Today we visited the exceptional Historical Museum in Strasbourg. But it is more than just yet another museum; it is based at the heart of Europe, in the Capitol of Europe, and in a place that provides so many historical lessons for us all. What many will not remember is that Winston Churchill himself had a major hand in establishing this Capitol of Europe, and we wonder if Boris Johnson ever reflects on this?
The Strasbourg Historical Museum provides an excellent overview of the city history from medieval to modern times. The exhibits and displays combined with location sensitive audio presentation give great understanding of how the city evolved. I’m not going to even attempt a summary but it’s worthwhile remembering that Strasbourg has been a major crossroads in Europe since prehistoric times. That for centuries Strasbourg was a free city as part of the Holy Roman Empire with an independent constitution and many aspects of democracy such as councils, corporations, clear areas of power and responsibility and practices to ensure no group or individual abused their power. The city was the centre of development of printing the technological revolution of its time that spread with lightning speed. The city was free, then German, then French, then German and then again French. Similarly with religion. While the city avoided serious physical damage during the great wars of the 19th and 20th century there were periods of harsh Germanization, followed by Frenchification and then the brutal period under Nazi rule and then the subsequent purge of all that was German after 1945.
On September 19, 1946, Sir Winston Churchill delivered his famous speech in Zurich calling for the creation of “a United States of Europe”. Britain’s wartime leader was highly regarded across the continent for his role in the defeat of Nazi Germany. His call for reconciliation between France and Germany, and “the re-creation of the European family”, struck a chord for both the victors and the vanquished emerging from the destruction caused by two world wars. He was a major inspiration for the European movement that led to the creation of the Common Market, and, ultimately, to today’s European Union. “Churchill was called the father of ‘Europe’, and he said much to justify that label,” the British journalist and political commentator Hugo Young wrote in his history of Britain and Europe.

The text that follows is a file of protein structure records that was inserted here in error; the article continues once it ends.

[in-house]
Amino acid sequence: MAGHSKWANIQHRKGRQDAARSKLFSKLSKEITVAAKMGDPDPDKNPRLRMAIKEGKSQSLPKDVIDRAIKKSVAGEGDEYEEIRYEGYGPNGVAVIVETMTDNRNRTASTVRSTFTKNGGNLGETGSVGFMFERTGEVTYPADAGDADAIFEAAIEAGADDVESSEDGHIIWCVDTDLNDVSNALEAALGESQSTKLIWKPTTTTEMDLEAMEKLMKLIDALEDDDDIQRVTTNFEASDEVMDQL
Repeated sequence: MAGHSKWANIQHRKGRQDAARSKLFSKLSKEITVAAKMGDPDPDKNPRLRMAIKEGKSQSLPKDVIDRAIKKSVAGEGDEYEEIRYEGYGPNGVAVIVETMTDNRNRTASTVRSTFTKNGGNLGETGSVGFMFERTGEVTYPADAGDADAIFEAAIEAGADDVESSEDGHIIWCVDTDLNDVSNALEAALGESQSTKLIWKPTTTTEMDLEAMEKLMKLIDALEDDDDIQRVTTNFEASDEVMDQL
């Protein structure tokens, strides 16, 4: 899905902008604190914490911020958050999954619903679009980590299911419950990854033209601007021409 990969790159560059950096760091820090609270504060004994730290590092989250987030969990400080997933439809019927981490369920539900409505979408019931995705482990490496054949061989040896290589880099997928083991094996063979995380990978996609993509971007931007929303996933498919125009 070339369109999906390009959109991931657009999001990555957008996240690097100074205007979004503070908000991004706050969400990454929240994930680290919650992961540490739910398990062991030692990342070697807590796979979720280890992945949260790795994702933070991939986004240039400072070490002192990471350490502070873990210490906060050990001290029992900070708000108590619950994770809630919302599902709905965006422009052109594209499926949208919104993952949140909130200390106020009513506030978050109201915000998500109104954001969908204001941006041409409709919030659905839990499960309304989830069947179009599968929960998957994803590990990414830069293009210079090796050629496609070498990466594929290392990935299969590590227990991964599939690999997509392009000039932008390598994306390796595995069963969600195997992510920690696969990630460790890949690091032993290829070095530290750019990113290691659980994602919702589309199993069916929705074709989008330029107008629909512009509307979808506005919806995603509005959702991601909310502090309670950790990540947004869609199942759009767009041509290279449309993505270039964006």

In 1949 Churchill gave a major speech in Place Kléber, Strasbourg. Later he spoke at the first meeting of the Council of Europe in Strasbourg, Churchill delivered his speech in French, and said, ‘We are reunited here, in this new Assembly, not as representatives of our several countries or various political parties, but as Europeans forging ahead, hand in hand, and if necessary elbow to elbow, to restore the former glories of Europe. There is no reason for us not to succeed in achieving our goal and laying the foundation of a United Europe. A Europe whose moral design will win the respect and acknowledgement of all humanity, and whose physical strength will be such that no person will dare to disturb it as it marches peacefully towards the future.’ And, if anyone should suggest that Churchill was deliberately excluding the UK from Europe, just re-read the text; he was being all inclusive.
Today in Strasbourg Winston Churchill is remembered with the Winston Churchill Building at the European Parliament – which provides meeting rooms, common departments, and services (restaurants, nursery, libraries, etc.) for the MEPs. Also with a Tram Stop in the city centre.
It just so happens that this week the Brexit process enters a new critical phase in which Teresa May moves to define a softer Brexit, and that the British Foreign Secretary, the blundering Boris Johnson along with other ministers resigned in protest. Many will be aware that Johnson would like us to see him as a modern-day Churchill. He has consistently invited us to compare him with that historical giant. Perhaps we should remind Johnson of a comment made by Churchill in 1948, in a speech to the House of Commons. He said, “Those who fail to learn from history are doomed to repeat it.”
It seems incredible for someone who has clearly studied and written about Churchill, that he should fail to learn the lesson that a united Europe is essential to ensure a peaceful future.